MADISON, Wis. — Democrat Mary Burke is promising that if she's elected as Wisconsin governor she will work to repeal a law signed by Gov. Scott Walker and opposed by veterans that makes it more difficult for victims of asbestos exposure to receive damages.
Walker, a Republican seeking a second term, has made his record on veterans' issues a focus of his re-election campaign. But he has taken heat for signing the asbestos bill in March despite opposition from three veterans' groups representing more than 100,000 members.
Walker also angered some veterans by repealing a 2009 law that had expanded the rights of veterans and other protected groups to file state employment discrimination lawsuits seeking damages.
In a statement from her campaign released Thursday, Burke said she would work to reinstate that law as well as repeal the asbestos law.
Walker's campaign said Monday in response that the governor "has a strong record of supporting Wisconsin veterans and their families."
Walker, who declared 2012 the "year of the veteran," has bolstered staff at veterans' homes, invested millions to help shore up a veterans' trust fund and offered incentives to help ex-military members find a job or start a business. Walker also signed into law a bill allowing veterans to use military education, training and other experiences to fulfill requirements for professional credentials.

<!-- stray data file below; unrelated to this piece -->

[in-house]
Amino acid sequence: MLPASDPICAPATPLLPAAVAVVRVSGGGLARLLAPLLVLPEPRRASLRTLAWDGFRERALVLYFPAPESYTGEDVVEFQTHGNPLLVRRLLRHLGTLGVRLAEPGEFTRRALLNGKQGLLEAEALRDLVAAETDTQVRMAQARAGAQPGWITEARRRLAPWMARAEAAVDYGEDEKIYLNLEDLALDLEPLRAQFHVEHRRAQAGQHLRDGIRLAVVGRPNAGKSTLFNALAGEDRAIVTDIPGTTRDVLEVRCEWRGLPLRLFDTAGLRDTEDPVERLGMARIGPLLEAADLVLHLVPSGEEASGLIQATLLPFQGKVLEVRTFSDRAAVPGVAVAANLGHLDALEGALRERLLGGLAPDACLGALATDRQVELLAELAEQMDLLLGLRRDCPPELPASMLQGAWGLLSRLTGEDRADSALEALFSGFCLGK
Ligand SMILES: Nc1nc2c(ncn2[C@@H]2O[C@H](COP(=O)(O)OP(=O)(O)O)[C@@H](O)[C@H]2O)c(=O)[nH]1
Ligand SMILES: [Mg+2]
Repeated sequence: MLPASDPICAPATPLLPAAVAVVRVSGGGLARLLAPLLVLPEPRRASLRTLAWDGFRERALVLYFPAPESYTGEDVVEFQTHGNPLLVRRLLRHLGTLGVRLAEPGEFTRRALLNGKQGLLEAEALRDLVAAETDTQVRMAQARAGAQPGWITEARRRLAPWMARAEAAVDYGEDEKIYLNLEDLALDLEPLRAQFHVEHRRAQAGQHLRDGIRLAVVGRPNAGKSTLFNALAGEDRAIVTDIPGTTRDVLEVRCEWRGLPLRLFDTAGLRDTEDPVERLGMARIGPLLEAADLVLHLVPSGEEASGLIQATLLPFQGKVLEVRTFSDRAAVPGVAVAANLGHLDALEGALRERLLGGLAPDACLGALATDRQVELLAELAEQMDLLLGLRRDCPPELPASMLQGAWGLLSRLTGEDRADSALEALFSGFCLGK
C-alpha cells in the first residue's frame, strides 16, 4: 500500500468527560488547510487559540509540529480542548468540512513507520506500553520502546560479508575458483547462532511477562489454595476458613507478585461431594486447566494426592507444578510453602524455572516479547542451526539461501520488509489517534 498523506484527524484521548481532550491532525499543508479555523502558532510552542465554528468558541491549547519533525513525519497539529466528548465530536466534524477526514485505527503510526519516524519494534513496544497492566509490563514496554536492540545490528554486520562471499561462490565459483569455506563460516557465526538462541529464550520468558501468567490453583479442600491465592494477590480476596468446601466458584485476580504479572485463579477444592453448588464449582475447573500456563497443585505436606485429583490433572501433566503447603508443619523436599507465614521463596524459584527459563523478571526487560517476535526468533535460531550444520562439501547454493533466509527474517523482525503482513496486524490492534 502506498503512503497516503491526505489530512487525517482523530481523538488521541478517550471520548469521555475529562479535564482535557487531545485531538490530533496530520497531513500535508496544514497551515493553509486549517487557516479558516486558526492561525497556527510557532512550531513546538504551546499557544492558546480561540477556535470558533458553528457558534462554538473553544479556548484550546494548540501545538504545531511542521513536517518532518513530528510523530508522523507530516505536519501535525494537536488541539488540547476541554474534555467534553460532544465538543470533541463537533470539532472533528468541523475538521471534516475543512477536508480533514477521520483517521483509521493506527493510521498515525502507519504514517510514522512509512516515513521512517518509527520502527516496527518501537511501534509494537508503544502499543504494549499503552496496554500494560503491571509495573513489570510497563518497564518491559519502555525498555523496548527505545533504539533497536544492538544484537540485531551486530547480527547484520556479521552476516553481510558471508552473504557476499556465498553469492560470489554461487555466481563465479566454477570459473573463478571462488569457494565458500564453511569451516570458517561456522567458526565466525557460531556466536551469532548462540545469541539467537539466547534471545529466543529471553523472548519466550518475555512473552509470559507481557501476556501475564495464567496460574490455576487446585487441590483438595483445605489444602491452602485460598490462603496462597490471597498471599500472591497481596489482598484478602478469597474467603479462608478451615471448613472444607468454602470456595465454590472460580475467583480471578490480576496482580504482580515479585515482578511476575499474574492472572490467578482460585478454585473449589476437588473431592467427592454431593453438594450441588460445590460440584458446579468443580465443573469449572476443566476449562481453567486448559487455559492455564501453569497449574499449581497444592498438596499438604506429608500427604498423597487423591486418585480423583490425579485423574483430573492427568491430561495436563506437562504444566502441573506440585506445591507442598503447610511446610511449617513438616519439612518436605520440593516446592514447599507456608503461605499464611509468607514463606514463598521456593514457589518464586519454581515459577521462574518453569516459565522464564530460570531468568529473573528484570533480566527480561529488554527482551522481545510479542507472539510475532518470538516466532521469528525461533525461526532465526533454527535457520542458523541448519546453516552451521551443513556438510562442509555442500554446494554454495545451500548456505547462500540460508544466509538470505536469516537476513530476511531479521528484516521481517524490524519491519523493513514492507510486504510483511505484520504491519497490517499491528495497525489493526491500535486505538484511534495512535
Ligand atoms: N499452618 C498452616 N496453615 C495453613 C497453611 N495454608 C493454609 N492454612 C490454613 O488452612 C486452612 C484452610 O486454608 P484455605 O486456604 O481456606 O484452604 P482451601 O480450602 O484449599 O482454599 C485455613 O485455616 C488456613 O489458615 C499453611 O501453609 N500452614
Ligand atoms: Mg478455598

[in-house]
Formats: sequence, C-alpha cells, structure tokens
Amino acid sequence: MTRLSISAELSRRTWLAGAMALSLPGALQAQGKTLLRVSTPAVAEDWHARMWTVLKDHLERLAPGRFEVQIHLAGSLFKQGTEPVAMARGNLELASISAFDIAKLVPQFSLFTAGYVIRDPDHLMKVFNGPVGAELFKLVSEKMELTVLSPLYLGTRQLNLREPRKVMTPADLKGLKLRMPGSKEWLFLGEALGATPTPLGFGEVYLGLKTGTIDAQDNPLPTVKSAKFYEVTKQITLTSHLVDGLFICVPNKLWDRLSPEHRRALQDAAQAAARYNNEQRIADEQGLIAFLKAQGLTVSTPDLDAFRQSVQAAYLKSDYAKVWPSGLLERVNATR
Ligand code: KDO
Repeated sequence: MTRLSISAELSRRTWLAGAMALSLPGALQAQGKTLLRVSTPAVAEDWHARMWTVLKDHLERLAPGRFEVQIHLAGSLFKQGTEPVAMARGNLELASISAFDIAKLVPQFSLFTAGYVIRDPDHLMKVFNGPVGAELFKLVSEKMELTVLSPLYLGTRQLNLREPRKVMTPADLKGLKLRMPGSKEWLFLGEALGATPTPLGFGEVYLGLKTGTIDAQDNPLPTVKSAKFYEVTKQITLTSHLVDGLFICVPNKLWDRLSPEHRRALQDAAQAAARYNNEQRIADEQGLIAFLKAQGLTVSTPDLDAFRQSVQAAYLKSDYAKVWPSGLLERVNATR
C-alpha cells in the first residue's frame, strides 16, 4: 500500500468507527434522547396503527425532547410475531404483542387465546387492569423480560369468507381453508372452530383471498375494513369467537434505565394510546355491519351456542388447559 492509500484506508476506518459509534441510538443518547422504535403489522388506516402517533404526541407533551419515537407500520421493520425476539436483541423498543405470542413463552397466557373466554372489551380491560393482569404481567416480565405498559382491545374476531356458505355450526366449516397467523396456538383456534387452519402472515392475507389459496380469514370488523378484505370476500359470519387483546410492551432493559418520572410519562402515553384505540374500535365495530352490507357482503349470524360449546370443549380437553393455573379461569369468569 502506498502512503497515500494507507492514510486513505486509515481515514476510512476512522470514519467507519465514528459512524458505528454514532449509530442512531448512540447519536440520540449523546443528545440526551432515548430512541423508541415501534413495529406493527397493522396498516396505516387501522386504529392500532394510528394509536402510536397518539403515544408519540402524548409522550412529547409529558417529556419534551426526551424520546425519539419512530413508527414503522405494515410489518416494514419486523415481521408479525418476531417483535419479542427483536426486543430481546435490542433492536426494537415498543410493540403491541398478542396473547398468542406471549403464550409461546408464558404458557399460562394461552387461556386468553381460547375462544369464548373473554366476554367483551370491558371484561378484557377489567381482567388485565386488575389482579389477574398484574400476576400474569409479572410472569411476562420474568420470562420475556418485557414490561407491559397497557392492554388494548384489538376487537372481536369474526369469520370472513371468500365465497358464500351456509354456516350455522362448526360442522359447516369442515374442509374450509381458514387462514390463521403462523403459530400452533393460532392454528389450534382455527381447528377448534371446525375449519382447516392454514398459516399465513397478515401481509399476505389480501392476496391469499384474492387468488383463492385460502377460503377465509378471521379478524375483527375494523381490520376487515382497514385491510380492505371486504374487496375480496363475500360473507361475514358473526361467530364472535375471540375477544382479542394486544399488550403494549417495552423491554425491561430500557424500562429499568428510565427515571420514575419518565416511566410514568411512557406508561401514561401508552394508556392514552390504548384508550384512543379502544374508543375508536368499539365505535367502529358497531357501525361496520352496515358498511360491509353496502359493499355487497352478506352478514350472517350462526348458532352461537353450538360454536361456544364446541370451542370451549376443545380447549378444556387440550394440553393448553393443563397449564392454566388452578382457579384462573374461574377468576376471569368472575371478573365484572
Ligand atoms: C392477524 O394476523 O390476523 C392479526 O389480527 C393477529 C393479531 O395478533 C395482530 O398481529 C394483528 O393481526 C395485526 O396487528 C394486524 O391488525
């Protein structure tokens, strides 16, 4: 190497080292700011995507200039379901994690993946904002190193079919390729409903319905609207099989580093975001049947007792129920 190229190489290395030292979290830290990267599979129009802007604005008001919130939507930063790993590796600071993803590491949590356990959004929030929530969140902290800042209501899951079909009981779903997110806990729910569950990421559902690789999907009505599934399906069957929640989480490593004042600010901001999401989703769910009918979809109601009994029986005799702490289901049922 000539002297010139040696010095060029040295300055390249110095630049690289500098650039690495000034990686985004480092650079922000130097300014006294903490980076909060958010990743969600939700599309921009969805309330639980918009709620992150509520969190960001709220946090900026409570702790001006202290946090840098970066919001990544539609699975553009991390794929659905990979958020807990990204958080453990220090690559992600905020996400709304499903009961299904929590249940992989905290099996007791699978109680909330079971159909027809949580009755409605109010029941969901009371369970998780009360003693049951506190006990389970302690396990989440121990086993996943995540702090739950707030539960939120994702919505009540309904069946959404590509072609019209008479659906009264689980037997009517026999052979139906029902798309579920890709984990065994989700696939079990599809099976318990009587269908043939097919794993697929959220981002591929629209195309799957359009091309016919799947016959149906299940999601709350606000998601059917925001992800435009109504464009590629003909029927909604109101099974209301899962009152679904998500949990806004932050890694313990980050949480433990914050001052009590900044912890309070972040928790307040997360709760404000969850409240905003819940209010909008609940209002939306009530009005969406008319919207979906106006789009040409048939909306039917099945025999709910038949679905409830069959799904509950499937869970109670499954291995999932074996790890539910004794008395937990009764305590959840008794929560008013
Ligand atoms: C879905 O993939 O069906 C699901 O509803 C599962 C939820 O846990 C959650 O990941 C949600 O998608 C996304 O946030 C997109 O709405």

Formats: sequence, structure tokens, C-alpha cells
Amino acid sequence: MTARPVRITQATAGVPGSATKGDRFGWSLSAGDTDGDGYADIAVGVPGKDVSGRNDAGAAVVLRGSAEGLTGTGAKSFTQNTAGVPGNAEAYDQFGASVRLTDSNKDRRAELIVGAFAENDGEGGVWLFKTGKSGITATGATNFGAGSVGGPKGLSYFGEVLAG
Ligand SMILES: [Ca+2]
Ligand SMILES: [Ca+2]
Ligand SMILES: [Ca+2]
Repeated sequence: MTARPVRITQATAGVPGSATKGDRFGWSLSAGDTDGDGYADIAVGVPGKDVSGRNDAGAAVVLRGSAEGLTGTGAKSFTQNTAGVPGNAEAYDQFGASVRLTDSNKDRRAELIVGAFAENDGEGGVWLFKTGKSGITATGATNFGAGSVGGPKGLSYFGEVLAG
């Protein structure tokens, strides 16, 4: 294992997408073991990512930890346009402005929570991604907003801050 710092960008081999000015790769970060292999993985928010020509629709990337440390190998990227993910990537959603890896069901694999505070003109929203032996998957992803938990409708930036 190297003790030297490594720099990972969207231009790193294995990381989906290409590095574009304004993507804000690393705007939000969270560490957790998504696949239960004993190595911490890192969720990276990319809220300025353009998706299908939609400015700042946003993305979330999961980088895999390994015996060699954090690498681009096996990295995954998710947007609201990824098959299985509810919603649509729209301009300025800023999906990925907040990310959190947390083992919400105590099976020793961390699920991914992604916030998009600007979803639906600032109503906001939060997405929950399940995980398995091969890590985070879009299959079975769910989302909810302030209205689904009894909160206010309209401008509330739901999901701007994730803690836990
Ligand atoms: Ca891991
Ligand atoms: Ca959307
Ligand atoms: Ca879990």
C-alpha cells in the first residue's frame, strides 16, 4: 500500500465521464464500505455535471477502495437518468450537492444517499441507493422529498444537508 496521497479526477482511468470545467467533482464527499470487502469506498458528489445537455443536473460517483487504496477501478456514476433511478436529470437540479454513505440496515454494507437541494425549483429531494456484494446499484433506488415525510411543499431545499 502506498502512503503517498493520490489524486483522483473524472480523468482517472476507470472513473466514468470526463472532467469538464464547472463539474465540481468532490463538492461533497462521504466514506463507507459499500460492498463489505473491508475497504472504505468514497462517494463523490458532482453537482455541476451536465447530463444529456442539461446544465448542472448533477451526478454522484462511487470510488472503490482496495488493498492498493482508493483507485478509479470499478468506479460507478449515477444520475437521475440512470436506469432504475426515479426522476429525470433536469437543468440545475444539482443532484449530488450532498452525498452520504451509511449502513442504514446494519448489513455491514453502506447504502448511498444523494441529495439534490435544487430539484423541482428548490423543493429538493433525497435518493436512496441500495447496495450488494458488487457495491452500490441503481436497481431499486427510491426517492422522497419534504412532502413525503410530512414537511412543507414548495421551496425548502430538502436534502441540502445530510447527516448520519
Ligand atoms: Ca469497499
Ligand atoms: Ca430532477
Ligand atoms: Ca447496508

"As governor, my priority has been putting the needs of Wisconsin's veterans ahead of politics and petty partisan differences," Walker said on his website.
Burke, a former state Commerce secretary and Trek Bicycle Corp. executive, also announced the formation of a statewide group of veterans and military family members who will be working to get her elected and with whom she will be consulting throughout her campaign.
Burke said if elected she would restore or add a number of committees to work with the Wisconsin Department of Veterans Affairs, including ones focused on increasing access to and improving programs that help veterans get jobs and an education, and to ensure veteran input about operation of the state's veterans homes.
Burke also said she would require that the department establish a federal liaison office to work with the Federal Aid Management Service, create a university services program ombudsman, and re-establish a council to provide veteran input on the operations of the state veterans' homes.